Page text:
EVERETT — New state and local cleanup plans aim to prepare the empty Kimberly-Clark mill site for redevelopment.
One proposal would remove crushed materials left behind after the waterfront mill’s 2012 closure and subsequent demolition. The debris has been a point of contention for years with the city of Everett. Kimberly-Clark would coordinate that work with the Snohomish Health District.
The Department of Ecology has outlined separate steps under state environmental rules. They include removing patches of contaminated soil below the debris. The state also wants Kimberly-Clark to plug more than 20 old pipes that have been sending groundwater offshore.
“We’re hopeful that it could be completed this year,” said Andy Kallus, the site manager for the Department of Ecology.
The city and the Department of Ecology on Wednesday issued an environmental decision known as a mitigated determination of non-significance. That began a public comment period set to run through April 11, after which the cleanup proposals can be finalized.
The Port of Everett and at least one private company are interested in buying the prime-but-polluted shoreside real estate, both with promises of bringing industry and jobs back to the area.
A pulp and paper mill had been operating at the site off West Marine View Drive since 1931. When it closed for good, more than 700 workers lost jobs.
The overall property spans about 66 acres. The crushed debris is thought to cover almost half of that area. It includes concrete, brick and other kinds of demolition waste.
In 2013, the state oversaw an interim cleanup that required the removal of 39,000 tons of contaminated soil and more than 6,000 gallons of petroleum-contaminated water. After that was complete, the state identified the lingering contaminants that are supposed to be removed in the upcoming work. They include metal, petroleum products and chemical compounds known as PCBs.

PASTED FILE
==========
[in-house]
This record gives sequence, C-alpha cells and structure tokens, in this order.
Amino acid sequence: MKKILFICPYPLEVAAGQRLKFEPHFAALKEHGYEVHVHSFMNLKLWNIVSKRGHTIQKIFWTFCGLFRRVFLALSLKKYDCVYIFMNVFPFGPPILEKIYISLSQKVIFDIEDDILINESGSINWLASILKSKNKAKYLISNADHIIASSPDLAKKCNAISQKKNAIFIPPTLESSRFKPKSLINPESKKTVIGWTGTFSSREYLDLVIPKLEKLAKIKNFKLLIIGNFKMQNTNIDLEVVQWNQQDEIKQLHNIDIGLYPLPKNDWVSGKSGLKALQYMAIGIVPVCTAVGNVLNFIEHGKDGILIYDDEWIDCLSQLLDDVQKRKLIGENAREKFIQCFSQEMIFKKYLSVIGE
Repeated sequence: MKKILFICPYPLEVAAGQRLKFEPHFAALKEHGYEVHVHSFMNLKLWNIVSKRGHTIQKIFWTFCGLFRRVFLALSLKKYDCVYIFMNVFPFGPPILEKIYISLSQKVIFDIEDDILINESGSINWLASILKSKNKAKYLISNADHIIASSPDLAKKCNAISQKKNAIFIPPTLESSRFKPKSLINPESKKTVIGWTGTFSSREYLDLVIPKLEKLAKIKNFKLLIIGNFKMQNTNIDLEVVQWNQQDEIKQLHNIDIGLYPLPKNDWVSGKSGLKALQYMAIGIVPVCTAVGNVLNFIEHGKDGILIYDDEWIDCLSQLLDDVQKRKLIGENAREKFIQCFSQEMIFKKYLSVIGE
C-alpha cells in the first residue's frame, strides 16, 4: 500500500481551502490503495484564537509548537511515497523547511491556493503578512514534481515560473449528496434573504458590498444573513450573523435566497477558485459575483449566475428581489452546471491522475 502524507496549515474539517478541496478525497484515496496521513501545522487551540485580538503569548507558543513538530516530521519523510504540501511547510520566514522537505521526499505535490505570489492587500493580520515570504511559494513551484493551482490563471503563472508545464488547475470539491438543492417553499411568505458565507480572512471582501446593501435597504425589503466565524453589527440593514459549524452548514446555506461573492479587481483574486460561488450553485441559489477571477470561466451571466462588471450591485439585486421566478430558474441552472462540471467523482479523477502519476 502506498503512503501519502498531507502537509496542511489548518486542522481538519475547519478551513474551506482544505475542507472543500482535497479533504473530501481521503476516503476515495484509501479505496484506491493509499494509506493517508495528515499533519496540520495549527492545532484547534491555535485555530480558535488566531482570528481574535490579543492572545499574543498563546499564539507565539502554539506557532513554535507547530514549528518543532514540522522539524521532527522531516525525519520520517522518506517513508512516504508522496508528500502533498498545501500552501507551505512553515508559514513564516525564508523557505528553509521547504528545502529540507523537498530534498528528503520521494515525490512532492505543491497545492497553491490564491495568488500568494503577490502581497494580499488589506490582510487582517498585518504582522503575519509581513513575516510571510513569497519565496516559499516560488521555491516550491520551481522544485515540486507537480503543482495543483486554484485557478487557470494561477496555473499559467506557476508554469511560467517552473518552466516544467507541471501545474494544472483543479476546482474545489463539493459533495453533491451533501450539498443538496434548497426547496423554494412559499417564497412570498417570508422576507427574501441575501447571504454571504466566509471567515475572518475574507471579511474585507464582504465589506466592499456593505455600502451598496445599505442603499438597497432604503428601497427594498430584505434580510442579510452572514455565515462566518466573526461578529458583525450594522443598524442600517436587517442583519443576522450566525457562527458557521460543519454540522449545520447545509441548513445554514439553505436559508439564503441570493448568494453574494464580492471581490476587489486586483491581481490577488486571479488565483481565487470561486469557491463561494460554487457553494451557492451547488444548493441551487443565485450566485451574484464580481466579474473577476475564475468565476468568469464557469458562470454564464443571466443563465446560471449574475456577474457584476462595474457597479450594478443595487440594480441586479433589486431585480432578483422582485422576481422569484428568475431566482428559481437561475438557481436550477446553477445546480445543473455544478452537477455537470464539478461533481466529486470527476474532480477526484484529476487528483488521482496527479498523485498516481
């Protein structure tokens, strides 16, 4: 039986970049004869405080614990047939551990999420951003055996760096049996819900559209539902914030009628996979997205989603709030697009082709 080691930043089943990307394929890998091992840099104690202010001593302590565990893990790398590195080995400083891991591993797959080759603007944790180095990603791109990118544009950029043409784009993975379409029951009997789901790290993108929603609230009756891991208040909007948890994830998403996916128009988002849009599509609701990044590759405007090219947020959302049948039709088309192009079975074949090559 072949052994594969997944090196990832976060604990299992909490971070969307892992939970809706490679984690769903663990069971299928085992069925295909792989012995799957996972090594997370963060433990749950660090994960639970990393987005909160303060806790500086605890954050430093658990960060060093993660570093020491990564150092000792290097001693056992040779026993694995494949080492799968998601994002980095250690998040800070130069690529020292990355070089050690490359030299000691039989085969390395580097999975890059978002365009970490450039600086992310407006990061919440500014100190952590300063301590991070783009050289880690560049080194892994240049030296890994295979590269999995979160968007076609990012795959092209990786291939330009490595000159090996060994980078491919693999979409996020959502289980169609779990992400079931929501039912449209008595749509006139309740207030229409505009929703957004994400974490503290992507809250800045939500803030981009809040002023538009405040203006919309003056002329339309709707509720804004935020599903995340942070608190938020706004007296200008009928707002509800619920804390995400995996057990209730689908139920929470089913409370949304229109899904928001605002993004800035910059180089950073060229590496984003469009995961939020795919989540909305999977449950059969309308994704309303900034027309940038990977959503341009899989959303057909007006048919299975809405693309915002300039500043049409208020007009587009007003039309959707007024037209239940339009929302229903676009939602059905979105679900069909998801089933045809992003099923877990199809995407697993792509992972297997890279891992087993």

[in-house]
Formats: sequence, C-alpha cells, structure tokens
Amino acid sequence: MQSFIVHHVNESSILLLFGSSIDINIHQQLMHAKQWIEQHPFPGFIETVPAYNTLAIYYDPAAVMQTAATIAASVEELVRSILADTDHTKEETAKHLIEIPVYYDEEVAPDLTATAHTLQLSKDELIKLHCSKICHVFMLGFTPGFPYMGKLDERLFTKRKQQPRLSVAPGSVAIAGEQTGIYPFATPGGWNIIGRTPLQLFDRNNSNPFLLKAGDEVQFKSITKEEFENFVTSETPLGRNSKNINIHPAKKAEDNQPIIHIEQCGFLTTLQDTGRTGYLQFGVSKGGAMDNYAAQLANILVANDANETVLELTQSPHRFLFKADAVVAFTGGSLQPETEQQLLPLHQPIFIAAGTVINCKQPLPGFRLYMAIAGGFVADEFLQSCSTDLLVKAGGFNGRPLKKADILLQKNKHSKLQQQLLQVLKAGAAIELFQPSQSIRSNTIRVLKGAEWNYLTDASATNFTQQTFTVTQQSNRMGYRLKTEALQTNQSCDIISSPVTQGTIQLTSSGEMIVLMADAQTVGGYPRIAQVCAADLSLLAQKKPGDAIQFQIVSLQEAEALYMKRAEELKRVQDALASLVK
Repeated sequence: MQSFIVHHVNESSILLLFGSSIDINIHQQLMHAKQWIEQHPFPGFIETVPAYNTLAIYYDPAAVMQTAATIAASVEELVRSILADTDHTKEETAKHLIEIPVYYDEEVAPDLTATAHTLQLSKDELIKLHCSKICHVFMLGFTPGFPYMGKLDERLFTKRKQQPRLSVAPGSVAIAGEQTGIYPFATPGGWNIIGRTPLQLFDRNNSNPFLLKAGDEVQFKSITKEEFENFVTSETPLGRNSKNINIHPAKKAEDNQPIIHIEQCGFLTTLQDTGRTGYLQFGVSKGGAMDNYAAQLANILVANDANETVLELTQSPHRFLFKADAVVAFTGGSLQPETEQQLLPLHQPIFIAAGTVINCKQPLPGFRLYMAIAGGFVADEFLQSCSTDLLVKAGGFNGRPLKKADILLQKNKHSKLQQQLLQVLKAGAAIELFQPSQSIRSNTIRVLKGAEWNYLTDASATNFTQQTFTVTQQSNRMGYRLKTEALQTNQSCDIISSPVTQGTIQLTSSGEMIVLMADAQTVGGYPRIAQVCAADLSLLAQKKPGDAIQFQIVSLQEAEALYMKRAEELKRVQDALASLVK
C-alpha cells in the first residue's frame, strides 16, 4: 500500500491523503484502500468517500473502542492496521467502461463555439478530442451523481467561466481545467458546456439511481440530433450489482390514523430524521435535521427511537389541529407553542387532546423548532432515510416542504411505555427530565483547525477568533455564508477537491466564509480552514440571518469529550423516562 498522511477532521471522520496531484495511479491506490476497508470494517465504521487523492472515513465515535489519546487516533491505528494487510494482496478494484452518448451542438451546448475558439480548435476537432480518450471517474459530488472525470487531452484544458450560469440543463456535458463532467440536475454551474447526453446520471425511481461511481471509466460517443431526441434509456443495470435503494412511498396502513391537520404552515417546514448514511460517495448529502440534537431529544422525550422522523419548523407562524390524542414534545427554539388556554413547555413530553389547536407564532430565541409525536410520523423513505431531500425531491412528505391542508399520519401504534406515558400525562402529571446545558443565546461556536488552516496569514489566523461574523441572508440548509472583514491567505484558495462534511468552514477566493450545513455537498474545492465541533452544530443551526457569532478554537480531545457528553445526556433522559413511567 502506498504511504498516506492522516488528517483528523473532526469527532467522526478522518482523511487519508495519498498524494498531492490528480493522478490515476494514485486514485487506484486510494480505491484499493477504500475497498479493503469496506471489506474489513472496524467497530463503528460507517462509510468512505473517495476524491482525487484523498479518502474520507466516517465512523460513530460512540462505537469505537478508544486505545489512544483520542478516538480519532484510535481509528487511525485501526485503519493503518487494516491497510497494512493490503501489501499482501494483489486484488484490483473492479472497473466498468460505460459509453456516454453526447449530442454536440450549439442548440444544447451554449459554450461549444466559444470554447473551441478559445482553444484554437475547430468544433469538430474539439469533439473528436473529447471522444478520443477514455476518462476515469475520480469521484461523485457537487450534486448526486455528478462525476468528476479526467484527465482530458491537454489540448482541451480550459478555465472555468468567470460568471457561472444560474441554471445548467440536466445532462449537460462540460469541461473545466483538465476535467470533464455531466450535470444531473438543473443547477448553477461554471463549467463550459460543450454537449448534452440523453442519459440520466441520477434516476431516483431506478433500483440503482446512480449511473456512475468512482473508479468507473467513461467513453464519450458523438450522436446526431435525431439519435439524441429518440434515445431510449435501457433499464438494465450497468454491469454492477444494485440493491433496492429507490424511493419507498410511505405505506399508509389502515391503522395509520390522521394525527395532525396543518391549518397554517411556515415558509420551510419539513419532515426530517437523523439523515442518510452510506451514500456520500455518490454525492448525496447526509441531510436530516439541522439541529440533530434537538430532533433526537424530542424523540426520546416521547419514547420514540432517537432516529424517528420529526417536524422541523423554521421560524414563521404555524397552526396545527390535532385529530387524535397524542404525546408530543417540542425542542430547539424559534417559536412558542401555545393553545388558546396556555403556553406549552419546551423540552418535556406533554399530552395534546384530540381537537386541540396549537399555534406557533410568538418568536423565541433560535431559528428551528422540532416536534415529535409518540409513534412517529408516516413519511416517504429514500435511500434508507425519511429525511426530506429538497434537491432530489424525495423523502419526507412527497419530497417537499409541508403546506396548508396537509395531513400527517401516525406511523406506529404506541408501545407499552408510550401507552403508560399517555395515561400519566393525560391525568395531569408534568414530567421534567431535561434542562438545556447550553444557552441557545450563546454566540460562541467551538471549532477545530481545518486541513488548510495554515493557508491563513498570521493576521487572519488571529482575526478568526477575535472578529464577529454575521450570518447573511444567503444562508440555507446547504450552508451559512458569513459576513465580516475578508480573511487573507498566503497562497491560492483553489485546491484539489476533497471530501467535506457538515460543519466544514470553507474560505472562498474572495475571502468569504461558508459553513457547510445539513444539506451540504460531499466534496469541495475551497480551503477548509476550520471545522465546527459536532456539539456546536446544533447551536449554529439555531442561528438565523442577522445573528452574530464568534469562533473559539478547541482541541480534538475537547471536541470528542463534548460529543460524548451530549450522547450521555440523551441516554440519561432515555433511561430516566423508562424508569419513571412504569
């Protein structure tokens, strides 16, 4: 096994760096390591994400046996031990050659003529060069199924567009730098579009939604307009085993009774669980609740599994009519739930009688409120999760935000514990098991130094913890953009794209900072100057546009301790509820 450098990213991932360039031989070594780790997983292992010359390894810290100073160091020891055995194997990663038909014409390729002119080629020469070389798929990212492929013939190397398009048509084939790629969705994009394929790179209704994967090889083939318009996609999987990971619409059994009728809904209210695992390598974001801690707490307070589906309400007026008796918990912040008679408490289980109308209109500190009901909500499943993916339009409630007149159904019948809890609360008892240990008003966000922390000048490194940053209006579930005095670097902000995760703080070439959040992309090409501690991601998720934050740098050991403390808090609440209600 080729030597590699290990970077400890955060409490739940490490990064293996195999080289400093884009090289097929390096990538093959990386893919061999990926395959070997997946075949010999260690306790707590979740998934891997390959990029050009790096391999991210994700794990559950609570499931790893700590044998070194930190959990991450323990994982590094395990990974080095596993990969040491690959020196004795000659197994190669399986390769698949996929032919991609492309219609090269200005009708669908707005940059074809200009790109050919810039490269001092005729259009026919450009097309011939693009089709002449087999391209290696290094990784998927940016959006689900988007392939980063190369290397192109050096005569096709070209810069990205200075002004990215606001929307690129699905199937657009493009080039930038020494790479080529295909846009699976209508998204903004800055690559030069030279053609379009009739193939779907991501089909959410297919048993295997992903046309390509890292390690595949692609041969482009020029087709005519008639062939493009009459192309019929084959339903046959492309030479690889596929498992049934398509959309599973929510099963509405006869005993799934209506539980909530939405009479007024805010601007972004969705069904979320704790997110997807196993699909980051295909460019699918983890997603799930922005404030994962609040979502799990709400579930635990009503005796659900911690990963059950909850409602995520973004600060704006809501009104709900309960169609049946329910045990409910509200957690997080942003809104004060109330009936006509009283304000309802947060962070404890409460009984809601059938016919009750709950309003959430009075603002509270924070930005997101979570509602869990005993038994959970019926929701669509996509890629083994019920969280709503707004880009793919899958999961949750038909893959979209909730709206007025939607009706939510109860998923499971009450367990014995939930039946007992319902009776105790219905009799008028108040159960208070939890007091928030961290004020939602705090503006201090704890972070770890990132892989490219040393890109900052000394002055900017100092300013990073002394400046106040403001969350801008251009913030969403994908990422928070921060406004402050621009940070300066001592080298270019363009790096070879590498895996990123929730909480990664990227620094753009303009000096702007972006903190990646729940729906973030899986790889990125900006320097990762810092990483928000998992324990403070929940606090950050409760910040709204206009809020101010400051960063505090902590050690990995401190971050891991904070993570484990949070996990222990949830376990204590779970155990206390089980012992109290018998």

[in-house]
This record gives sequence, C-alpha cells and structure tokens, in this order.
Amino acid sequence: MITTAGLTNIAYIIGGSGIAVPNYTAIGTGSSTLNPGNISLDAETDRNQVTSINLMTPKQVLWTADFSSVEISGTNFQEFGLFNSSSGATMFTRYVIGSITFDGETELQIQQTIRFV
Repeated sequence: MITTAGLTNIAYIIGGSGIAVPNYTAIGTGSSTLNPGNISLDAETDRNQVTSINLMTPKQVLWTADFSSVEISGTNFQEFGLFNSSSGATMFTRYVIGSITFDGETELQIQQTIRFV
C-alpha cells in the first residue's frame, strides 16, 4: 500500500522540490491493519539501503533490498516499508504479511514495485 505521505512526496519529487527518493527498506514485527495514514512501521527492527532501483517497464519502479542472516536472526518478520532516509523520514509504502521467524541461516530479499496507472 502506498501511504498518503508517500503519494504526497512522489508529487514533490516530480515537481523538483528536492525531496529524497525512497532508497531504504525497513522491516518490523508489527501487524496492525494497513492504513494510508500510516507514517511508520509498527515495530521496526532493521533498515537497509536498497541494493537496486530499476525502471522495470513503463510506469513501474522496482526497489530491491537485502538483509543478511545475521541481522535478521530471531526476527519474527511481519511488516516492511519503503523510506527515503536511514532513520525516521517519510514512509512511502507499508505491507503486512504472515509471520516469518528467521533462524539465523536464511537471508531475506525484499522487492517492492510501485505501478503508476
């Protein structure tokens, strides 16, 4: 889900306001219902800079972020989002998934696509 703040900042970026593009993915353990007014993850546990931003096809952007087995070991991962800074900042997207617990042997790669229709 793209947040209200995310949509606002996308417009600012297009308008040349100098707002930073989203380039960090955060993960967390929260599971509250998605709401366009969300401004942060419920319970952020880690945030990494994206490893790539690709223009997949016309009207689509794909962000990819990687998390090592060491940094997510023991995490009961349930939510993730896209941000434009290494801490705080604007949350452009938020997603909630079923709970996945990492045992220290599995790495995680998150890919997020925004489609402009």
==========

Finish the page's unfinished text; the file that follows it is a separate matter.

Among the pipes to be plugged is one of the city’s combined sewer overflows. Meghan Pembroke, an executive director for Everett, said that city crews would temporarily relocate the pipe at an expected cost of about $50,000.
Kimberly-Clark is determined to get going soon.
The goal is to begin site work in the weeks after the public comment period closes and permits are issued, said Terry Balluck, a spokesperson for the Dallas-based corporation, in an email. “Our long-standing focus remains on helping the next generation of jobs to return to the site.”
After addressing pollution at the old mill property, another cleanup process looms in the adjacent East Waterway. Kimberly-Clark is one of several parties that will be responsible for making that happen, along with the port, the U.S. Navy and the state Department of Natural Resources. The mill cleanup is taking place first to minimize ongoing sources of pollution into the water, according to the Department of Ecology.
More information on the proposed cleanup at the former Kimberly-Clark waterfront mill is available at https://fortress.wa.gov/ecy/gsp/Sitepage.aspx?csid=2569.
Relevant documents are available online, as well as in person at the Everett Public Library, 2702 Hoyt Ave., or by appointment at the Department of Ecology’s office in Lacey.
A hearing about the proposed cleanup is scheduled for 9 a.m. May 16 in Everett’s hearing room at 2930 Wetmore Ave., eighth floor.